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Hyperlocal – Key Technologies

February 14, 2010 3 comments

This is the fourth in a series of posts on key dimensions of Hyperlocal. Other posts in this series are:

In this post we consider key enabling technologies that many of the hyperlocal platforms mentioned in previous posts will leverage.

Key Enabling Technologies

The initial post in this series identified the following key enabling technologies for Hyperlocal solutions:

  1. Identity and Personalization
  2. Social Media/Social Web
  3. Real-time Web
  4. Geolocation
  5. Search
  6. Mobile
  7. Machine Learning
  8. Structured Data/Semantic Web

Let’s explore each in turn.

*** Update January 5 2010 ***

It looks like ReadWriteWeb concurs with my identifiation of key enabling technologies for emerging web-based applications. See ReadWriteWeb’s Top 5 Web Trends of 2009. I think leaving out Geolocation is a fairly important omission on RWW’s part. I didn’t make reference to the Internet of Things in my list, but have referred to Web Meets World (another name for the same thing), and its impact on HyperLocal, in previous posts.
*** End of Update ***

Identity and Personalization

Identity is a key part of any online platform these days. Not only does Identity represent one’s online presence, but it’s the basis for relating to other in the context of one’s social graph.

Chris Messina has some great insights into the emergence of Identity as a platform – here’s video of his Identity is the Platform presentation from October 2009, and the slideshow accompanying his talk.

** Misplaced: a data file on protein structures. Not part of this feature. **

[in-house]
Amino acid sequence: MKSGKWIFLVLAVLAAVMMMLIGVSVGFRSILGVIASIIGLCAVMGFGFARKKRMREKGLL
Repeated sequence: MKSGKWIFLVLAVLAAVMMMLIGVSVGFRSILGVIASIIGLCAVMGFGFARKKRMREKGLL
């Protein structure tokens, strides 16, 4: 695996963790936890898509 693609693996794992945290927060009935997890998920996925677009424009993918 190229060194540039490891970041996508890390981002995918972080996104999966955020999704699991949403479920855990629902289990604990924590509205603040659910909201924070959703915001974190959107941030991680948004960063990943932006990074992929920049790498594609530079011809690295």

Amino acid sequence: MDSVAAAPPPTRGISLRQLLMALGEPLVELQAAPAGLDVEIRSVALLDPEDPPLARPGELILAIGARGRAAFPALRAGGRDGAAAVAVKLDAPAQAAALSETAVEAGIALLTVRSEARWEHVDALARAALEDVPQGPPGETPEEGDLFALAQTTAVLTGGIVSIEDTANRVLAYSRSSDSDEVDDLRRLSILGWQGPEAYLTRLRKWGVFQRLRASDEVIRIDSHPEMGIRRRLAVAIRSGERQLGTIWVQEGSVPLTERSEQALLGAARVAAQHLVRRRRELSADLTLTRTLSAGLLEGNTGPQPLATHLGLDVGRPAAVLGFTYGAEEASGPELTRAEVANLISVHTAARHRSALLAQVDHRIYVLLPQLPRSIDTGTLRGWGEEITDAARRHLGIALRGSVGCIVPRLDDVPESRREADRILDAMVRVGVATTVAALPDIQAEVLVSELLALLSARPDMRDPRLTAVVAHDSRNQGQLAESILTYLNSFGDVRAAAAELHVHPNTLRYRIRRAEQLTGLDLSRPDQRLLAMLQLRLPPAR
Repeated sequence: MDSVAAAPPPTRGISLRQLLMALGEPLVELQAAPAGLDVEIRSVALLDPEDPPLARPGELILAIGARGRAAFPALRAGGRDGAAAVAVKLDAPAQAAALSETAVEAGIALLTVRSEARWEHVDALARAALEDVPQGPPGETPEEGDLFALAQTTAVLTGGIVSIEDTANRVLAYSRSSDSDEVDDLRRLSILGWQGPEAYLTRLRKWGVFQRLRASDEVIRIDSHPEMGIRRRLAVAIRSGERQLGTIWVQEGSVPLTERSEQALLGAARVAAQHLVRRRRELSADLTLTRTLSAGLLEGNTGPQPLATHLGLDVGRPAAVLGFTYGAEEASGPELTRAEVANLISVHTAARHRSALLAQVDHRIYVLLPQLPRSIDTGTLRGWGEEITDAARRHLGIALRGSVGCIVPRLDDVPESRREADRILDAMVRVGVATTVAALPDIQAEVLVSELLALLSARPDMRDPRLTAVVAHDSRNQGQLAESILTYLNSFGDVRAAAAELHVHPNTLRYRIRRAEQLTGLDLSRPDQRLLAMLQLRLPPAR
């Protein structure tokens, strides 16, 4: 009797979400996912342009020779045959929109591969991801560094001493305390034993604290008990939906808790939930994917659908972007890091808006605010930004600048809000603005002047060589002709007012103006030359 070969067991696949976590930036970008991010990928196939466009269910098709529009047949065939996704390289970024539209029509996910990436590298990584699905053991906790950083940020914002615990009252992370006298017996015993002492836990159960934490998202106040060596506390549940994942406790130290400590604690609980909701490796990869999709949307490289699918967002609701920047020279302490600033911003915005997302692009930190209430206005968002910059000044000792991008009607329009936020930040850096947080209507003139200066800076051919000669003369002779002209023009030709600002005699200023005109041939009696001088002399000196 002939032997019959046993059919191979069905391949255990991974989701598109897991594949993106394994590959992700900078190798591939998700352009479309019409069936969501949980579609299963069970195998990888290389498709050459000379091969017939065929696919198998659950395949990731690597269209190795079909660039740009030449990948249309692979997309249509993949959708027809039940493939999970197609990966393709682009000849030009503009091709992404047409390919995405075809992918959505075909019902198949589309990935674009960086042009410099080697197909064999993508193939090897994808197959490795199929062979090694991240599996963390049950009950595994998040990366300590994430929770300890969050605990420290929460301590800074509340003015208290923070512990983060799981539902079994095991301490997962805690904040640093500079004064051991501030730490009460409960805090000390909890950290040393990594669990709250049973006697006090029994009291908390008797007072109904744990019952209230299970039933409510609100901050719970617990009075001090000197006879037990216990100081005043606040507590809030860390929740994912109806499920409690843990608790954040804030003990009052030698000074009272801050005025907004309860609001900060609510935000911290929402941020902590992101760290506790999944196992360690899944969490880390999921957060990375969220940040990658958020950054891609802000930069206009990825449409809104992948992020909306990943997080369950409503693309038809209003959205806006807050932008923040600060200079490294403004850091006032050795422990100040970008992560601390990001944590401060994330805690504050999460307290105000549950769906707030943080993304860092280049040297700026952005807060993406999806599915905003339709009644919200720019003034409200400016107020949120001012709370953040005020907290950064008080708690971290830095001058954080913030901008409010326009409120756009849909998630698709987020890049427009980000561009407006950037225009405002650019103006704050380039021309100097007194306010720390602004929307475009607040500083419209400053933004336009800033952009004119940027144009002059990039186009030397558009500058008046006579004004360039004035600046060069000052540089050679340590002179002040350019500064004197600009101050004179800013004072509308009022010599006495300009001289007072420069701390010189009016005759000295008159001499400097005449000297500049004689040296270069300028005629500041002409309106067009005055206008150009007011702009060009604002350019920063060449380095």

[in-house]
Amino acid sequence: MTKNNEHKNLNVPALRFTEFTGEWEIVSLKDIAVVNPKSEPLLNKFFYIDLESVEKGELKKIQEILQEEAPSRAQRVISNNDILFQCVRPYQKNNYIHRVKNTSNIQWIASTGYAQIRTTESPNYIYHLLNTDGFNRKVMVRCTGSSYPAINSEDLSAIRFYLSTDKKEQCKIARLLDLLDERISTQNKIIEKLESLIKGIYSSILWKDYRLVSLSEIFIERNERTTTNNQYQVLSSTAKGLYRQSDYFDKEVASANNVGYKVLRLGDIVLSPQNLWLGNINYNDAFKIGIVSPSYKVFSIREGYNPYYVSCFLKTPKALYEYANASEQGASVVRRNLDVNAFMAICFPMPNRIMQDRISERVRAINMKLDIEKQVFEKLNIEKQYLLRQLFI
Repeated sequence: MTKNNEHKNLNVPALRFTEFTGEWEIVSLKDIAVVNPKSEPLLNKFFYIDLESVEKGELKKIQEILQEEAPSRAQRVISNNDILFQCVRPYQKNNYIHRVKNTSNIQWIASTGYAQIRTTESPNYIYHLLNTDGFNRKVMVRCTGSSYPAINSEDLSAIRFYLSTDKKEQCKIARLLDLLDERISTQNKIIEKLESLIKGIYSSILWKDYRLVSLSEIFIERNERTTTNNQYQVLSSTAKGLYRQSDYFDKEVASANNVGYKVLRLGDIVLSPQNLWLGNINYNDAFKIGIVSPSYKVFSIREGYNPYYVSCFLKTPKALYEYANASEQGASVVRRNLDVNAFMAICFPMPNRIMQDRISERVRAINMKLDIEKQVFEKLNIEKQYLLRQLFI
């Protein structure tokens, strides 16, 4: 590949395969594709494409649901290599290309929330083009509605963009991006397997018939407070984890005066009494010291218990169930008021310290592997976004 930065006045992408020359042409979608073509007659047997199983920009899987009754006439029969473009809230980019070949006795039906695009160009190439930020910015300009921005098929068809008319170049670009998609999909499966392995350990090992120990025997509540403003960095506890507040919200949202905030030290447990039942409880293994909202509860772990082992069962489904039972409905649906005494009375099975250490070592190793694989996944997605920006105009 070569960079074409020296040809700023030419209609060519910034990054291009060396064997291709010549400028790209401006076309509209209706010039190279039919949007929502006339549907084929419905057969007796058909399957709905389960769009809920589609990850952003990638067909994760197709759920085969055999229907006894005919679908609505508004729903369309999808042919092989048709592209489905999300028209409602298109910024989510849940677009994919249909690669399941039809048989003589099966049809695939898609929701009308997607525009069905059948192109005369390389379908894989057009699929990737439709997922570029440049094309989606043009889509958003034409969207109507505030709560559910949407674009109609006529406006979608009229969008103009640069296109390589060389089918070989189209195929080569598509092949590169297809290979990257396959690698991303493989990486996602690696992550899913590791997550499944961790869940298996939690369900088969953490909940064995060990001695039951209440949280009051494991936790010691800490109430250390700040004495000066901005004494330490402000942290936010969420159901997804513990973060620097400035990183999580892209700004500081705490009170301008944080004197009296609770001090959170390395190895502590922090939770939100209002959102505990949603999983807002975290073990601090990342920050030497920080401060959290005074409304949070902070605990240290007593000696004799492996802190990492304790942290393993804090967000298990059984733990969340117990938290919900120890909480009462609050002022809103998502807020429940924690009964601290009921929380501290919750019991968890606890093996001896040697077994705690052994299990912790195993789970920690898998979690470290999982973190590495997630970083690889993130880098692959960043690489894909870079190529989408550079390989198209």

The two key players positioned to dominate the Identity Platform space are:

Identity forms the foundation by which to deliver and manage personalized content for a user. I’m not going to discuss Personalization strategies in detail here, but ReadWriteWeb has an excellent piece on the topic.

Social Media and Social Web

I’m not sure too much needs to be said here. Obviously, Social Media and Social Networks, or what’s often referred to as the Social Graph, is a key feature of the Web today. If you’re going to host and service a Community on your website, you won’t get very far if you don’t design your website for the social web.

Interestingly, the Identity Platforms mentioned in the previous section – OpenID and Facebook Connect – allows you to import the Social Graph from external platforms into your Community site. Alternatively, you may also want to promote your content on other sites on the Social Web – including Twitter and Facebook.

Another important concept to be aware of in the context of the Web and HyperLocal is that of the Social Object. The Social Object is any piece of Content or information that a community might potentially socialize around. So for example, Twitter posts, news articles, photos, business listings, videos, URLs, movies … all are potential social objects that a community might share and discuss.

Social Media is any form of publishing that facilitaties social collaboration and sharing of information, content, and conversation. Social Networking sites, Blogs, Wikis, Microblogging platforms etc. all fall under this category.

The following are just a few of the more popular platforms on the social web:

It’s important on your website to enable key forms of social behavior, including sharing and bookmarking content, commenting, rating and reviewing, and so on. These are features that any social website should support, and the key community platform players, such as Jive, Pluck, and Lithium all support.